The European ETF market gathered €28.8bn of inflows in Q3, down from €33.5bn in the previous quarter, according to data from Morningstar.
BlackRock’s iShares range accounted for over a third of the quarter’s inflows having attracted €10.4bn in new assets. However, these inflows were notably down from the €19.4bn received in the second quarter of this year.
DWS and UBS also had significantly positive quarters having attracted €4.6bn and €5.3bn for the period, respectively.
At the other end of the table, Vanguard saw €200m in outflows which marks the second consecutive quarter the ETF issuer has had negative net flows.
Surprisingly, BlackRock was the owner of the biggest losing ETF as the iShares Core S&P 500 UCITS ETF saw €1.1bn outflows.
Not too far behind were two of Vanguard’s products as the Vanguard FTSE All-World High Dividend Yield UCITS ETF and the Vanguard S&P 500 UCITS ETF saw outflows worth €930m and €560m, respectively.
WisdomTree saw the largest volume of outflows over the last three months having lost €800m in assets despite its robust commodity ETP offering. The asset class gathered €2.4bn in assets in Q3, meaning the asset class has attracted inflows every quarter in 2020.
Despite energy commodity ETPs being the second largest category for outflows with €680.2m, precious metal ETPs was the second largest category in terms of inflows with €3.4bn, beating US large-cap products.
Nonetheless, equity ETFs have started attracting investor attention again having gathered €17.1bn in the last quarter, up from only €4.2bn in Q2.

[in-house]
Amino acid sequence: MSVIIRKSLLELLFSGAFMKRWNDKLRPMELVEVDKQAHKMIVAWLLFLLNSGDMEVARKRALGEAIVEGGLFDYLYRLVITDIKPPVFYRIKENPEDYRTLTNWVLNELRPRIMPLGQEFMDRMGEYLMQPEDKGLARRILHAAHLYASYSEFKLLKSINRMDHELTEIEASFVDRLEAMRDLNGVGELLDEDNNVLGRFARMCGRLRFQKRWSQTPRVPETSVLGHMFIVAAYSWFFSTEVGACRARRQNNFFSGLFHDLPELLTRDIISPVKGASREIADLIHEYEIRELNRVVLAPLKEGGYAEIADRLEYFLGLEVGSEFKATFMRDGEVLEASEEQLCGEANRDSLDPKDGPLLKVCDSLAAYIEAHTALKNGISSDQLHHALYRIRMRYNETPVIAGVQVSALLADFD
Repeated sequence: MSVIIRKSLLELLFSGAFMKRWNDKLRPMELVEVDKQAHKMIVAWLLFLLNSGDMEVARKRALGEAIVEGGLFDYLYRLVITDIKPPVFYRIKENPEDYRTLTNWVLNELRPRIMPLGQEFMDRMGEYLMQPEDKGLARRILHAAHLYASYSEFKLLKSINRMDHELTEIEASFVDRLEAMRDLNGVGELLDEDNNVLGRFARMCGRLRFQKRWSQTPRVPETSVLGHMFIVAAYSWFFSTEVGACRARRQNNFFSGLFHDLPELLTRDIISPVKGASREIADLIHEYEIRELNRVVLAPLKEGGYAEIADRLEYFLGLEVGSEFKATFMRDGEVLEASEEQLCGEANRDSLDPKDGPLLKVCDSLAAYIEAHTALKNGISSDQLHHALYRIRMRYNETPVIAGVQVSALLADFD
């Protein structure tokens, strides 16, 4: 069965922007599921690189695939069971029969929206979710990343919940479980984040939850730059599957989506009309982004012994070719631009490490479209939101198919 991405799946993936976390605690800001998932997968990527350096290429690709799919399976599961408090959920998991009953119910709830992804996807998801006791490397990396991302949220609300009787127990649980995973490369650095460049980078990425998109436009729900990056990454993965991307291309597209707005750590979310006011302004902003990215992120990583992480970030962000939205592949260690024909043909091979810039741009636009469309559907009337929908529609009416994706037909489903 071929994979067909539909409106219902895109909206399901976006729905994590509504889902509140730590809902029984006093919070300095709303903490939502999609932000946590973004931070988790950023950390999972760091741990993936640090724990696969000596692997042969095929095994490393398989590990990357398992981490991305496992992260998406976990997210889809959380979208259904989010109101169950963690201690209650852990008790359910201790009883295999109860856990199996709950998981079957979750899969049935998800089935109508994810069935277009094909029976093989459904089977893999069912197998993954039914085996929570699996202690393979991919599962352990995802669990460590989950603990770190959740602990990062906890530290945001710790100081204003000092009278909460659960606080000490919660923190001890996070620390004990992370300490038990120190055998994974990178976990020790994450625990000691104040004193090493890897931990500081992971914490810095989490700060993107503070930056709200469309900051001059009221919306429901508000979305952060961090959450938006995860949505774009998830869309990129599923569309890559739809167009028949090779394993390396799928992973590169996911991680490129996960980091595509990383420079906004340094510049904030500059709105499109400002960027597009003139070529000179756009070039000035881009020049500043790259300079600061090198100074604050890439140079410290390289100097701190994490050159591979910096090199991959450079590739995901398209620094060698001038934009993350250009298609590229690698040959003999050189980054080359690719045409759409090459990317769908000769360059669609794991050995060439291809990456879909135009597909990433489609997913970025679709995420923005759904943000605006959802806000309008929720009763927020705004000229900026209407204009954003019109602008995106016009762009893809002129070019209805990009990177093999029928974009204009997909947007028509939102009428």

A significant volume of these equity inflows is going into environmental, social and governance (ESG) strategies. Equity ESG ETFs received €6.6bn in assets while fixed income ESG ETFs attracted a further €1.9bn.
Despite its low AUM, ESG ETFs accounted for nearly 30% of the European ETF market highlighting the dramatic rise in the space.
Investors remain wary of the uncertainty surrounding the coronavirus as they increase their exposure to safe havens like precious metals, according to Jose Garcia-Zarate, associate director, passive strategies, manager research, Europe at Morningstar.
“The rise in equity markets in the summer months was hard to ignore, and it must be a reasonable assumption to make that many investors went into equities to profit from the rise,” he said.
“But underneath, there remains a great deal of uncertainty in the air about the economy, and so it’s not entirely surprising to see precious metals still gathering flows, in the same manner by the way than some bond categories also still are net recipients of investors’ money.”
Fixed income ETFs posted €9.6bn in new assets for Q3, but unlike equities, this figure is down from €23.3bn the previous quarter.
Chinese onshore government bond ETFs were the most popular with €2.1bn inflows which is noticeably larger than assets received in the previous two quarters of 2020.
Euro government bond ETFs and global corporate bond hedged to sterling ETFs were the least popular among investors having lost €361.1m and €249m.
“In both cases of precious metals and fixed income, the flows in Q3 were lower than in the two previous quarters,” Garcia-Zarate added. “My guess is that uncertainty could play a more prominent role in investment decisions in Q4.”